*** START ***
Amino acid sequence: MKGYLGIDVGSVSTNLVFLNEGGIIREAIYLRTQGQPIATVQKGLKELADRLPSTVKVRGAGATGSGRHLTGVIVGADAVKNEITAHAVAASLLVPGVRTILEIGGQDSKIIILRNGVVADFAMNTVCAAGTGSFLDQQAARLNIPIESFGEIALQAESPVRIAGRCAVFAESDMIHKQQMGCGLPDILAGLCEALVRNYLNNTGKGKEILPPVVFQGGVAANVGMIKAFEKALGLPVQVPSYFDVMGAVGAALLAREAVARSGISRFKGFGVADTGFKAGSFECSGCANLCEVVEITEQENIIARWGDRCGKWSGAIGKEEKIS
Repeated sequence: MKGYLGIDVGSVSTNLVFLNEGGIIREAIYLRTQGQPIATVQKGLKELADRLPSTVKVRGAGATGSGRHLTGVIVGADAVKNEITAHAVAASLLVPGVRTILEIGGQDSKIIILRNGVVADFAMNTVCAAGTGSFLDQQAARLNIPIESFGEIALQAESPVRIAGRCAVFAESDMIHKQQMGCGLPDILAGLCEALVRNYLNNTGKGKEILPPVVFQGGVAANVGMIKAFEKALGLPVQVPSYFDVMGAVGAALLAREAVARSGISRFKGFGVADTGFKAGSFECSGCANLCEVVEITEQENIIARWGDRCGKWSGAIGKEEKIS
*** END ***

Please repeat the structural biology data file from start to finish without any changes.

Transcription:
Amino acid sequence: MKGYLGIDVGSVSTNLVFLNEGGIIREAIYLRTQGQPIATVQKGLKELADRLPSTVKVRGAGATGSGRHLTGVIVGADAVKNEITAHAVAASLLVPGVRTILEIGGQDSKIIILRNGVVADFAMNTVCAAGTGSFLDQQAARLNIPIESFGEIALQAESPVRIAGRCAVFAESDMIHKQQMGCGLPDILAGLCEALVRNYLNNTGKGKEILPPVVFQGGVAANVGMIKAFEKALGLPVQVPSYFDVMGAVGAALLAREAVARSGISRFKGFGVADTGFKAGSFECSGCANLCEVVEITEQENIIARWGDRCGKWSGAIGKEEKIS
Repeated sequence: MKGYLGIDVGSVSTNLVFLNEGGIIREAIYLRTQGQPIATVQKGLKELADRLPSTVKVRGAGATGSGRHLTGVIVGADAVKNEITAHAVAASLLVPGVRTILEIGGQDSKIIILRNGVVADFAMNTVCAAGTGSFLDQQAARLNIPIESFGEIALQAESPVRIAGRCAVFAESDMIHKQQMGCGLPDILAGLCEALVRNYLNNTGKGKEILPPVVFQGGVAANVGMIKAFEKALGLPVQVPSYFDVMGAVGAALLAREAVARSGISRFKGFGVADTGFKAGSFECSGCANLCEVVEITEQENIIARWGDRCGKWSGAIGKEEKIS